Acculturation, Stress and Stress Buffers Among Pregnant Immigrant Mexican and Mexican American Women.

2.50
Hdl Handle:
http://hdl.handle.net/10755/159737
Type:
Presentation
Title:
Acculturation, Stress and Stress Buffers Among Pregnant Immigrant Mexican and Mexican American Women.
Abstract:
Acculturation, Stress and Stress Buffers Among Pregnant Immigrant Mexican and Mexican American Women.
Conference Sponsor:Midwest Nursing Research Society
Conference Year:2009
Author:Chaponniere, Paulette, PhDc, MPH, BSN, BA
P.I. Institution Name:Hope College
Title:Nursing
Contact Address:35 E. 12th St., Holland, MI, 49423, USA
Contact Telephone:616-395-7426
Co-Authors:P.A. Chaponniere, Nursing Department, Hope College, Holland, MI;
This on-going descriptive prospective study examines how stress affects birth outcomes among pregnant Mexican and Mexican American women. Despite socioeconomic disadvantages, Latina women have similar birth outcomes to Caucasian women. However, immigrant Hispanic women have better birth outcomes than US-born Latinas. This phenomenon has been named the "Latina paradox." Recent findings highlight the impact of psychosocial factors on birth outcomes, in particular stress. Betty Neuman's stress theory model was used as the conceptual framework to examine the association between acculturation, stress, stress buffers (social support, coping and optimism) and birth outcomes (onset of labor and birth weight) among 62 pregnant women living in Western Michigan. Women were recruited through agencies offering maternal health services that included home visits. Data was collected during in-home interviews with subjects using standardized questionnaires in English and Spanish. Birth outcome data was obtained by follow-up phone interview. Interviewers were trained nursing students fluent in Spanish. Data analysis using SPSS has revealed strong correlations. Younger women were more highly acculturated, had higher distress and used avoidance as their main coping style. Women with high anxiety scores were at increased risk for lower birth weight babies and reported more difficulties with pregnancy. Further analysis of which variables have the most impact on birth outcomes is pending. These important findings may be utilized to improve prenatal services offered to Mexican and Mexican American women in the areas of social support and coping. Nurses need to preserve traditional coping styles and encourage social support of women during pregnancy for optimal birth outcomes.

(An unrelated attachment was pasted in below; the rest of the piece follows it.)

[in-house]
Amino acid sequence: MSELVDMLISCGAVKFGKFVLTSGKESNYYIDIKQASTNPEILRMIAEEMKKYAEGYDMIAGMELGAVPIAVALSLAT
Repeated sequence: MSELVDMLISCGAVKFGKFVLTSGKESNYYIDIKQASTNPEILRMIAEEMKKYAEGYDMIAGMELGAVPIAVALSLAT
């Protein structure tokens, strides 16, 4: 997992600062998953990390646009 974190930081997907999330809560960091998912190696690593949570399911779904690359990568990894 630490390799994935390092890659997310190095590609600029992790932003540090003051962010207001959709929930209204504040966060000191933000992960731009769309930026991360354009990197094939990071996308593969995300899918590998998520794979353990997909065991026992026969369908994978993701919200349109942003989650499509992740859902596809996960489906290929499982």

Repository Posting Date:
26-Oct-2011
Date of Publication:
17-Oct-2011
Sponsors:
Midwest Nursing Research Society

Full metadata record

DC FieldValue Language
dc.typePresentationen_GB
dc.titleAcculturation, Stress and Stress Buffers Among Pregnant Immigrant Mexican and Mexican American Women.en_GB
dc.identifier.urihttp://hdl.handle.net/10755/159737-